HONOLULU needs about 1/4 of this level of staffing. It has 1/10.

In general, traffic signal optimization is among the "low hanging fruit" in mitigating some of the traffic congestion in urban areas. But it needs funding and staffing because this is a 24x7 operations with ever changing flows and congestion spots.

Wednesday, February 22, 2012

Honolulu Can Do Much Better!

On President’s Day Senator Daniel Inouye called a press conference at his local office and made three recommendations for Honolulu. Build the rail, elect Mazie Hirono for Senator and elect Kirk Caldwell for mayor. Rail, Hirono and Kirk is the best trio for Honolulu’s future? I have a graphic answer ;)

US Debt: Remove 8 Zeros. Get an Understanding.

I could not resist copying here this simple chain email message.
  • U.S. Tax revenue: $2,170,000,000,000
  • Fed budget: $3,820,000,000,000
  • New debt: $1,650,000,000,000
  • National debt: $14,271,000,000,000
  • Recent budget cuts: $38,500,000,000
Let's now remove 8 zeros and pretend it's a household budget:
  • Annual family income: $21,700
  • Money the family spent: $38,200
  • New debt on the credit card: $16,500
  • Outstanding balance on the credit card: $142,710
  • Total budget cuts: $385
And I add this...

Revised family plan: Raise the credit card limit to

Obviously the parents are nuts. Pity the children.

Sunday, February 19, 2012

Ban the Ban of Plastic Bags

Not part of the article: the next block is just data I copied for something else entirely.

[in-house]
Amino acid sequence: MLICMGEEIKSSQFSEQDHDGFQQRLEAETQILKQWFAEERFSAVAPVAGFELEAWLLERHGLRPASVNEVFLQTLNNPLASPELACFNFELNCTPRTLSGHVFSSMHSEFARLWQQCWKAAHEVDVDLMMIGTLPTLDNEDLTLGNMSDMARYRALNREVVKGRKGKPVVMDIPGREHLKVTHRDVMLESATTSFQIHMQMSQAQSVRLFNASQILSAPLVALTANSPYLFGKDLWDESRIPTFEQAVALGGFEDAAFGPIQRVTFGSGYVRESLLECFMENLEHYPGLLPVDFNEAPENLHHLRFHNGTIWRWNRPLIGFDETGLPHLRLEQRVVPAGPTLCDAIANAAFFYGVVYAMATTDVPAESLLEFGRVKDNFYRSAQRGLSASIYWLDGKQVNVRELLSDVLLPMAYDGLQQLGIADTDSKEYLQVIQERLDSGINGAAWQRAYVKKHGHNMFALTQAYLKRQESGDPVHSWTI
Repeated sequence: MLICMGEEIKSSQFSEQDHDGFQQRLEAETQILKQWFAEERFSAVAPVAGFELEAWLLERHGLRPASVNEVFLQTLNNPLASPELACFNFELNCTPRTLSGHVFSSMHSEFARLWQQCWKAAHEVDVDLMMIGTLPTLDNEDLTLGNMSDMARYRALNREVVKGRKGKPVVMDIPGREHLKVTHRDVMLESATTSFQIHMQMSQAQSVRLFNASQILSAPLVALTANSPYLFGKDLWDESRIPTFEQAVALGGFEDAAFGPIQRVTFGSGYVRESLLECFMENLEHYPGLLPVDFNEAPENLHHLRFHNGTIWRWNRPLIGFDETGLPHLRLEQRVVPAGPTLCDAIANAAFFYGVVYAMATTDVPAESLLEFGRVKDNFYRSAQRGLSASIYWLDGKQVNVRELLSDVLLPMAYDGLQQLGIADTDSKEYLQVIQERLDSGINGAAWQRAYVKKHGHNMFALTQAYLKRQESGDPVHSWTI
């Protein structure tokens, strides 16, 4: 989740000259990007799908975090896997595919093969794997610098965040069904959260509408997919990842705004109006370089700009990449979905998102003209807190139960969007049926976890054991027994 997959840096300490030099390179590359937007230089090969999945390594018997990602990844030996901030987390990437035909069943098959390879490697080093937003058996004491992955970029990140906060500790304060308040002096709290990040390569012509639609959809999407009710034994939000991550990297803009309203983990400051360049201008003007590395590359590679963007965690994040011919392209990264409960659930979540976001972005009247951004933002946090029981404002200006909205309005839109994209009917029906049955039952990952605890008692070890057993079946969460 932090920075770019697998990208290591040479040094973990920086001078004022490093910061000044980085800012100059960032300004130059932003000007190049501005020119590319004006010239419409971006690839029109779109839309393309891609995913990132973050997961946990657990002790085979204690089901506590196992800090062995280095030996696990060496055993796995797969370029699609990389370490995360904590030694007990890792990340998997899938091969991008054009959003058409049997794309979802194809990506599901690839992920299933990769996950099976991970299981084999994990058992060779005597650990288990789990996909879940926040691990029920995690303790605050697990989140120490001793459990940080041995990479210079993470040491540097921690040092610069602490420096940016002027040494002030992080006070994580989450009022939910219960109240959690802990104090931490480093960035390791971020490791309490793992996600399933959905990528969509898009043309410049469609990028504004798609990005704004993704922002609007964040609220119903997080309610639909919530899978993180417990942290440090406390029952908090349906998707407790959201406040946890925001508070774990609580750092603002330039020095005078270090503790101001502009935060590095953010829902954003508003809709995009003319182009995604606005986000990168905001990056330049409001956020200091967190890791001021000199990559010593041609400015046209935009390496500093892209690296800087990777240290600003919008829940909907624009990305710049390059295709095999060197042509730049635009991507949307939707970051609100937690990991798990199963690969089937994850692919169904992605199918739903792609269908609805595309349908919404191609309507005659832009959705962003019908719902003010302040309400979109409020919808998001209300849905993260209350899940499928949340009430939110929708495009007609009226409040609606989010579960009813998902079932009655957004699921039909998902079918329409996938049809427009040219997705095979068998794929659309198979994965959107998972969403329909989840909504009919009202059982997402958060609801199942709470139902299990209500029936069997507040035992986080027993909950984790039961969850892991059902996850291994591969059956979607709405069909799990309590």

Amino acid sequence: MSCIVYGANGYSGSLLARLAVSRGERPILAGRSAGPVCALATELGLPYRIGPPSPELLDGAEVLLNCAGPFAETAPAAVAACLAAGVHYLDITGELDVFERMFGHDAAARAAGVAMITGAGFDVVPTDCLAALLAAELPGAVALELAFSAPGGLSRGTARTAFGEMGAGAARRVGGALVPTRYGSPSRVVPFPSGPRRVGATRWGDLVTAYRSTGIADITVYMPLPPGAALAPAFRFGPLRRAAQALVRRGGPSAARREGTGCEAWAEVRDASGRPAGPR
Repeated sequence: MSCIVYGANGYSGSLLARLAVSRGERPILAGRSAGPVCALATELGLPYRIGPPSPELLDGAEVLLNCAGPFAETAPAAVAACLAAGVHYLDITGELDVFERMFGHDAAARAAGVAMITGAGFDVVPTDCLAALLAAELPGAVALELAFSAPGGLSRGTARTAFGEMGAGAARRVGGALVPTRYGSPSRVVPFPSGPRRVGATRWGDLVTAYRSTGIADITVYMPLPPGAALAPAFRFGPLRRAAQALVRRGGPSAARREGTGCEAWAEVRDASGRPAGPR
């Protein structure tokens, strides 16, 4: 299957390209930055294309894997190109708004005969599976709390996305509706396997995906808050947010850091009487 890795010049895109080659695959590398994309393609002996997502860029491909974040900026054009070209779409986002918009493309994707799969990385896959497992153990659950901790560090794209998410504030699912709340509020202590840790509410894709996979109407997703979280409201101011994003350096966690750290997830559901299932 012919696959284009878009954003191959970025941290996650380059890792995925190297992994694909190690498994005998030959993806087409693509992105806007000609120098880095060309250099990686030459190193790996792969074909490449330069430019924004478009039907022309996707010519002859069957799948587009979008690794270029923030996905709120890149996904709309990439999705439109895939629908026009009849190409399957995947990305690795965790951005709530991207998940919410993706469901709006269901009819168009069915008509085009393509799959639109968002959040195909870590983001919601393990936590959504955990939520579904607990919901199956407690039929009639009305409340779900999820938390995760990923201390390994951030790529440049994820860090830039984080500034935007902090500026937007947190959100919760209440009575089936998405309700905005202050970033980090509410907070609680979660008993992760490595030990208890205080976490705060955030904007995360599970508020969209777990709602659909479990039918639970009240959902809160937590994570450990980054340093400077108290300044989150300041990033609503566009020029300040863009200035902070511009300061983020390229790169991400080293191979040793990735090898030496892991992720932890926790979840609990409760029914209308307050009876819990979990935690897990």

Dear Council Members,

I conducted a poll on the proposal on banning plastic bags. My list of emails is large and diverse and I chose a random sample of 600 recipients to receive the survey link. Still, this is not a scientific survey. However, it is indicative that after 50 responses the results did not change by more than 2%. In other words, the public' sentiment is quite clear.

The poll results screen capture below reflects 112 responses.

Only 25% answered yes to the statement Plastic bags are a serious threat to our environment.

John Pritchett's cartoon at the very bottom concludes this presentation.

I'd say that you may safely proceed with bigger and better things.


Jobs: Fundamental Trends – 2000 to 2050. How Did We Get Here and What’s in Store?

There are three fundamental trends at play in this half century:
  • Aging of both population and infrastructure;
  • Advanced economies cannot absorb unskilled and low skilled laborers; and,
  • Too many crises in one decade took our eye off the ball.
The first trend affects the US more than other nations. Baby-boomers have started reaching the age of retirement and the age when health maintenance expenses increase. As a result many state pension and health funds are under substantial stress and their situation is likely to rapidly worsen as more workers age and fewer workers find high paying jobs that pay high enough taxes to sustain pension and health expenses. One of the proposals toward retirement fund solvency is to raise the age of retirement from the typical of 65 year of age to 70.

Along with the baby boom in the US also came the second infrastructure boom (the first one was during the Great Depression.) The second boom focused mostly on transportation and the road and air modes in particular, along with a misguided urban rail renaissance* of the late 1970s till the 1990s. For example, BART in San Francisco and Metro in Washington. DC are facing work backlogs in the order of tens of billions of dollars for required refurbishment and rehabilitation to bring those systems to a top operational condition. The bills are in the billions for bridges and elevated highway sections, and for the strengthening and restoration of millions of lane-miles of roadways.